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The old Federal Building and United States Courthouse came back to life on April 22, 1994, after extensive renovation. Now named the Jacob Weinberger United States Courthouse, the building is the permanent home to the United States
Bankruptcy Court for the Southern District of California. During its 80+ years of life, this building has seen many changes and served many masters. The Weinberger Courthouse story starts at the turn of the century.

A series of international events began to culminate in San Diego around 1900. Local businessmen, government leaders, and newspapers had pushed strongly for the construction of the Panama Canal, recognizing its importance to San Diego, which was the first American port for ships sailing north. They envisioned San Diego as the international trade center on the west coast. They also planned a Panama-California Exposition, which would focus world attention on San Diego and would boost employment, economy, world trade, and tourism. This would consequently produce a "Renaissance" in San Diego's development.   In 1906, Congress authorized construction of the first permanent federal building in San Diego, specifically designed to house the U.S. Post Office, the U.S. District Court, and U.S. Customs. It was commissioned on April 5, 1913 as the “U.S. Post Office and Custom House.” The architecture of the building is an eclectic design, blending "monumental classicism and Spanish colonial revival," creating a federal building that uniquely recognizes San Diego's Hispanic heritage. In 1916, Miss Kate Sessions received the contract for planting the building grounds. (Sessions was a noted San Diego horticulturist responsible for much of the plants and trees of Balboa Park, site of the 1915 Panama-California Exposition.) In August of 1917, Postmaster Barrow asked for permission "to plow up the large lawn to the south of the building and plant the ground to potatoes, beans, or some other useful vegetable," to locally support the World War I war effort.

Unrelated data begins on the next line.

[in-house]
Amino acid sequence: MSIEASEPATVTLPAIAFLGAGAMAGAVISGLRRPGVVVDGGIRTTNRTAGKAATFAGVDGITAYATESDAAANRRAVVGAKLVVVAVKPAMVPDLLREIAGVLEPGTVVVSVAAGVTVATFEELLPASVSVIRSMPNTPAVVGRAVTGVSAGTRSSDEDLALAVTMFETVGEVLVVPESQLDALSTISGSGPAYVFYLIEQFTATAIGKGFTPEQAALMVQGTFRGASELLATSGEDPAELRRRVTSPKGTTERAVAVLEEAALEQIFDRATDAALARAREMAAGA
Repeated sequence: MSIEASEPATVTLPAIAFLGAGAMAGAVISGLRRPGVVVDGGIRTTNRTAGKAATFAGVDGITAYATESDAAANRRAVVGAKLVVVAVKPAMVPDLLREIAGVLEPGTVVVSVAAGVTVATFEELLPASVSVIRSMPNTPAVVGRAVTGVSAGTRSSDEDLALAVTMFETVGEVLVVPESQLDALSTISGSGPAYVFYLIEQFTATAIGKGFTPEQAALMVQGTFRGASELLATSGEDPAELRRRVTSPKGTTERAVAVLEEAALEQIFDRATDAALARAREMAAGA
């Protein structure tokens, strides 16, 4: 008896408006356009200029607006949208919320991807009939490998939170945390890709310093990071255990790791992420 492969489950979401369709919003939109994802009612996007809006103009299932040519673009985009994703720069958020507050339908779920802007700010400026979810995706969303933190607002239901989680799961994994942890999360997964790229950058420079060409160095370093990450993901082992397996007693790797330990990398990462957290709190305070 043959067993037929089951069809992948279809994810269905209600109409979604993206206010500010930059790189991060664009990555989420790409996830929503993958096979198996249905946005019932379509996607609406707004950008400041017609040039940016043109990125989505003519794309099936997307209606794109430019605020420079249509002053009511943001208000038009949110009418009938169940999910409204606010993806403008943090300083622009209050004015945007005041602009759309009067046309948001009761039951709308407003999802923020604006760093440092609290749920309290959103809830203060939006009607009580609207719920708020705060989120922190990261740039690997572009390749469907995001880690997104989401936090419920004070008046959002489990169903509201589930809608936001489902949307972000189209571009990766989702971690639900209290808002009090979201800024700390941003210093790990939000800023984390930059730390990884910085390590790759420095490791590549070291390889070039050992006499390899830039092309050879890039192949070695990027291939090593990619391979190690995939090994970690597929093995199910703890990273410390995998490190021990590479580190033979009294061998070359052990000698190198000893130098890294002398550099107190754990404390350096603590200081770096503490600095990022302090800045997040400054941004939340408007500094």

In 1928, 4,000 square feet was added and in 1938, the Post Office was relocated and the old federal building was renamed "U.S. Customs and Courthouse," with the main occupants being the district court, customs service, the F.B.I., and other federal agencies. During the 1940s and 1950s, various additions and modifications took place. In 1956, Jacob Weinberger, Resident Judge, dedicated a new courtroom "as a place where justice under law will be made a reality."

In 1961, the building was renamed "The United States Court House." In 1966, ceremonies were held here to establish the Southern District of California, comprised of San Diego and Imperial Counties. In April of 1976, a new federal office building and courthouse was completed just northeast of the old building, leaving behind a deteriorating structure with a doubtful future. Fortunately in 1975, it was placed on the National Register of Historic Places. Therefore, destruction was not an option; however, the old courthouse sat lifeless for many years.  

Efforts to revive the building were spearheaded by Judge Richard Chambers and Judge John Rhoades, and in 1990 renovation began, utilizing original blueprints and old photographs as guides. On April 29, 1994, following four years of extensive renovation, the staff of the U. S. Bankruptcy Court for the Southern District of California took residence in the magnificently restored, historic courthouse.

You are welcome to tour this historic building. The building is open to the public from 9 a.m. to 4:00 p.m. Monday through Friday, except on federal holidays. Guided tours of this historical building are available by calling (619) 557-6428.

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